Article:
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  5. "Sie spielt mit unseren Gefüh…

"Sie spielt mit unseren Gefühlen."

Translation:She is playing with our feelings.

June 19, 2016



Same meaning as in English?


It might be more idiomatic to say, "She toys with our feelings."


What's the difference between "Gefühlen" and "Gefühle"?


When Dativ, the plural for Gefühl receives the -n as a suffix in addition to the normal -e. See this declension table.

There's a name for the nouns that are treated that way, but I cannot remember what it is.


I've never been aware of a name for those nouns; I just know the ending as the "plural dative -n".

I would be somewhat surprised if there were a name for those nouns because I'm pretty sure it covers the majority of nouns. The only exceptions I can think of are nouns that already end in "n" in the plural, or that end in "s", as well as imported words that follow the rules of their original language.


Unfortunately not.

Weak nouns refer to a similar, but different phenomenon; namely, where a masculine* noun takes the "-(e)n" ending in all cases except for the nominative singular. A good example is "der Junge":

The point of interest with weak nouns is that their form changes within the singular i.e. without needing to transition from singular to plural. What's going on here with
"Gefühle" -> "Gefühlen" is the 'typical' "plural dative -n" and is—as I mentioned in my previous comment 9 months ago—extremely common. In contrast I would guess there are something like 100 or so weak nouns.

*The only non-masculine weak noun is "das Herz", but that reacts differently to the other weak nouns as well, so we can just ignore that.


Adjectival nouns. https://www.vistawide.com/german/grammar/german_nouns03.htm Adjective nouns are always capitalized and take the same endings that they would have as adjectives. Unfortunately, this does not fully agree with the declension table listed by zengator above.


Forgive me, but what do adjectival nouns have to do with the subject at hand?

That is another separate category of nouns, to which "das Gefühl" does not belong.


Not quite. Both "Gefühle" and "Gefühlen" are plural forms of the singular "Gefühl", but "Gefühlen" appears exclusively in the dative case.


This and 'Sie hat keine Gefühlen', whoever wrote this must have had just gone through a nasty breakup.


What is the difference, if any, between "playing with our feelings", "with our emotions", and "with our sentiments"?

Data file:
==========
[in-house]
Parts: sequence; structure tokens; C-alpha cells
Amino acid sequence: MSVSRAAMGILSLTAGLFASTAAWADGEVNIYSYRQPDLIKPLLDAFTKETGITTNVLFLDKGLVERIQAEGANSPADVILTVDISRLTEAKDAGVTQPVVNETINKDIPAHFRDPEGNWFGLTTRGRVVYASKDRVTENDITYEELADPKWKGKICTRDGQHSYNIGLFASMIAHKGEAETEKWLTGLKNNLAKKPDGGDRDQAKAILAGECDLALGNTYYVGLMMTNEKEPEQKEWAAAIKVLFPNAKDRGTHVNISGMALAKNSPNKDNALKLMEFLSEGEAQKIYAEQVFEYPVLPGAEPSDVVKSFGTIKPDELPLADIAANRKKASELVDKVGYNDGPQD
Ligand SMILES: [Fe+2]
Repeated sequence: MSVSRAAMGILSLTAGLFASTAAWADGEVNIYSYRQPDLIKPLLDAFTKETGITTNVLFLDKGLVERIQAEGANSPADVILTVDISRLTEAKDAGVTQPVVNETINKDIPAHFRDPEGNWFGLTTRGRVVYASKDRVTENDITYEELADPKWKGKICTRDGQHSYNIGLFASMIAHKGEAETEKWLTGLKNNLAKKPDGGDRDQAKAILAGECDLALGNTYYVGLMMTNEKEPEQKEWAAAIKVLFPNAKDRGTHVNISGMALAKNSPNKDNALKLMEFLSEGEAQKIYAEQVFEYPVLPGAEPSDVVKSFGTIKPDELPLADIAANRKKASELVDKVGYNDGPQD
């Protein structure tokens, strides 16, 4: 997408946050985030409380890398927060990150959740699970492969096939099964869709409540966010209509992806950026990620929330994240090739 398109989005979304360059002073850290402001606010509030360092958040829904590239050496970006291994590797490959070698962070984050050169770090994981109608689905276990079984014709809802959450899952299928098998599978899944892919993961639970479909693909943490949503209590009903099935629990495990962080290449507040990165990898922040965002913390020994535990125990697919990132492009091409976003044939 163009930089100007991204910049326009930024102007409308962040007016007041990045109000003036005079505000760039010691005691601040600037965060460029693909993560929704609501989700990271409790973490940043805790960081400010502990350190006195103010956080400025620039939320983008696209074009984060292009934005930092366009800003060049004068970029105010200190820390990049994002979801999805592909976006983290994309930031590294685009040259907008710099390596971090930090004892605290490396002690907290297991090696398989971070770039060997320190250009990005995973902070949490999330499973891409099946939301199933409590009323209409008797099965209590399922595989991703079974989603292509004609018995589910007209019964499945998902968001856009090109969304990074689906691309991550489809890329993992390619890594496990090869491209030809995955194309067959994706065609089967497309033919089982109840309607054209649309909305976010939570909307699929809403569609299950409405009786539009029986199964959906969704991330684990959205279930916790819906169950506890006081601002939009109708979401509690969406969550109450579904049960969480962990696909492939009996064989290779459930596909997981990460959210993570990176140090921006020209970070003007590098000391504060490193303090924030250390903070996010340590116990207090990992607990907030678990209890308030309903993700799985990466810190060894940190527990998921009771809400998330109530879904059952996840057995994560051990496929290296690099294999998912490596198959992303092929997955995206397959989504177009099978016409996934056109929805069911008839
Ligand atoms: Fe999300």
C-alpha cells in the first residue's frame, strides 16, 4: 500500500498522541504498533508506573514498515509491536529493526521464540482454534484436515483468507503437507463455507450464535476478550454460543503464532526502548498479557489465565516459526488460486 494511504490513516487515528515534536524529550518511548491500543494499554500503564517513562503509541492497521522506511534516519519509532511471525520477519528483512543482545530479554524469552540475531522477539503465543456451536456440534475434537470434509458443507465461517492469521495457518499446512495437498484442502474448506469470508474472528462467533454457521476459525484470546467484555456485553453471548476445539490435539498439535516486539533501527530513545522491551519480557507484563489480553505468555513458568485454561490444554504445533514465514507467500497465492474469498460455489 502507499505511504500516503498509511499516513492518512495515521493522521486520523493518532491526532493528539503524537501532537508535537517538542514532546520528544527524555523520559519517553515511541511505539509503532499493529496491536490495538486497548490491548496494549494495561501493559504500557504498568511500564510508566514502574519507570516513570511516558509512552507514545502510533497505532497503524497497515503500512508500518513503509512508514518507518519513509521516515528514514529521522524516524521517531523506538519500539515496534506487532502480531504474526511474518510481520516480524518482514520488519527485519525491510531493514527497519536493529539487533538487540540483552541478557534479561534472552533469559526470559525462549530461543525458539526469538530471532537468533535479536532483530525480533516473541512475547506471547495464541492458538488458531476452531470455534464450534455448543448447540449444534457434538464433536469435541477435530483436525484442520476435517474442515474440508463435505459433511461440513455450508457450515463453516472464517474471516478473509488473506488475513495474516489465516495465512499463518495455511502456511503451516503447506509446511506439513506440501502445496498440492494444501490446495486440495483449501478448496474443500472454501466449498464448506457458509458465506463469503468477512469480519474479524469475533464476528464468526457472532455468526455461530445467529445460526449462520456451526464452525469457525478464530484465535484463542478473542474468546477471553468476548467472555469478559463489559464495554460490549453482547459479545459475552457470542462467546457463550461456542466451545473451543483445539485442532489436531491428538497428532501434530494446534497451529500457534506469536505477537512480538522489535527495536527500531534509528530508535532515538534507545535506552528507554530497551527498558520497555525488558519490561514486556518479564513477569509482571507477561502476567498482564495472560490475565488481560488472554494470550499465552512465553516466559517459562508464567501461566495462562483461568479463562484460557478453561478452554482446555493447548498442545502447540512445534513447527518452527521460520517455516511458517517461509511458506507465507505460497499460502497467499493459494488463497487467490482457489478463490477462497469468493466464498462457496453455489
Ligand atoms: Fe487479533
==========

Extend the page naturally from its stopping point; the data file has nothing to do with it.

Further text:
I don't see any significant difference between the first two, although "with our feelings" is probably used more frequently.

"With our sentiments", however, seems a little formal and odd to me. Of course, I think "sentiments" is in generally much less frequently used than "feelings" or "emotions". The Ngram-viewer bears this out.


I'd go along with pretty much all of that.

"With our sentiments", however, seems a little formal and odd to me.

That's how I felt as well, so I just looked it up, and this is the main definition of "sentiment" in the OED:

A view or opinion that is held or expressed.

Now, to be fair, the second sub-definition is:

A feeling or emotion.

But the example sentences underneath really aren't comparable with this sentence.

I don't see any significant difference between the first two, although "with our feelings" is probably used more frequently.

All I'd say in addition to that is that German has "die Emotion" ("die Emotionen" in the plural), so I feel any nuances we English native speakers may detect between "feelings" and "emotions" are likely mirrored in German with "Gefühle" and "Emotionen". So, I don't see any need to stray from "feelings" when translating "Gefühle".


"She plays with our senses." Wrong?


Yep, you got it. That's wrong.

When we talk about our "senses" we are referring to our sight, hearing, touch, taste and smell (possibly amongst others, depending on your persuasion). According to the OED, a feeling is:

An emotional state or reaction.

So, if we stretch that under the umbrella of emotion (which I think is a reasonable jump), we're talking about things like happiness, sadness, love, joy, anger, disappointment, hope etc.

So hopefully you can see that "senses" and "feelings" are not synonymous.

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